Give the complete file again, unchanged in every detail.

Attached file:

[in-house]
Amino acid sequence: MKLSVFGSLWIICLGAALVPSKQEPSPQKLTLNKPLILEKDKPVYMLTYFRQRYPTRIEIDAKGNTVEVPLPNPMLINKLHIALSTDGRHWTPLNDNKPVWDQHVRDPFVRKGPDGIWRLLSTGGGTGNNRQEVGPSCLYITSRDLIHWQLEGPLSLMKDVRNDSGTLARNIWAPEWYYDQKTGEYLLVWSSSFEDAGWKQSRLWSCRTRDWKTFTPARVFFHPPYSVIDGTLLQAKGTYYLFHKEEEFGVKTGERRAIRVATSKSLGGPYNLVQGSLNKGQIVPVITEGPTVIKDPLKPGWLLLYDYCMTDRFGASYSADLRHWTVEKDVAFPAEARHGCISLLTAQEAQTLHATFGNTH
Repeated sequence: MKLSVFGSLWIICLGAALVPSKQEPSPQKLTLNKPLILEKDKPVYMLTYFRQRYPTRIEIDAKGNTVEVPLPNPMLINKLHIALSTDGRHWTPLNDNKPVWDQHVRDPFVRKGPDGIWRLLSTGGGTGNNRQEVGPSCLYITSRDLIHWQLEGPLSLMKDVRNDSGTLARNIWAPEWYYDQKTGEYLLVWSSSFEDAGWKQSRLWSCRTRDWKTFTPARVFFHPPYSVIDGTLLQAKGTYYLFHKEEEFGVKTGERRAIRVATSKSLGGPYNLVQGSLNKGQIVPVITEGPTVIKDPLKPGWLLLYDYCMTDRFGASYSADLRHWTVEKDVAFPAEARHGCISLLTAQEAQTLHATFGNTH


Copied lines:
[in-house]
Amino acid sequence: MKLSVFGSLWIICLGAALVPSKQEPSPQKLTLNKPLILEKDKPVYMLTYFRQRYPTRIEIDAKGNTVEVPLPNPMLINKLHIALSTDGRHWTPLNDNKPVWDQHVRDPFVRKGPDGIWRLLSTGGGTGNNRQEVGPSCLYITSRDLIHWQLEGPLSLMKDVRNDSGTLARNIWAPEWYYDQKTGEYLLVWSSSFEDAGWKQSRLWSCRTRDWKTFTPARVFFHPPYSVIDGTLLQAKGTYYLFHKEEEFGVKTGERRAIRVATSKSLGGPYNLVQGSLNKGQIVPVITEGPTVIKDPLKPGWLLLYDYCMTDRFGASYSADLRHWTVEKDVAFPAEARHGCISLLTAQEAQTLHATFGNTH
Repeated sequence: MKLSVFGSLWIICLGAALVPSKQEPSPQKLTLNKPLILEKDKPVYMLTYFRQRYPTRIEIDAKGNTVEVPLPNPMLINKLHIALSTDGRHWTPLNDNKPVWDQHVRDPFVRKGPDGIWRLLSTGGGTGNNRQEVGPSCLYITSRDLIHWQLEGPLSLMKDVRNDSGTLARNIWAPEWYYDQKTGEYLLVWSSSFEDAGWKQSRLWSCRTRDWKTFTPARVFFHPPYSVIDGTLLQAKGTYYLFHKEEEFGVKTGERRAIRVATSKSLGGPYNLVQGSLNKGQIVPVITEGPTVIKDPLKPGWLLLYDYCMTDRFGASYSADLRHWTVEKDVAFPAEARHGCISLLTAQEAQTLHATFGNTH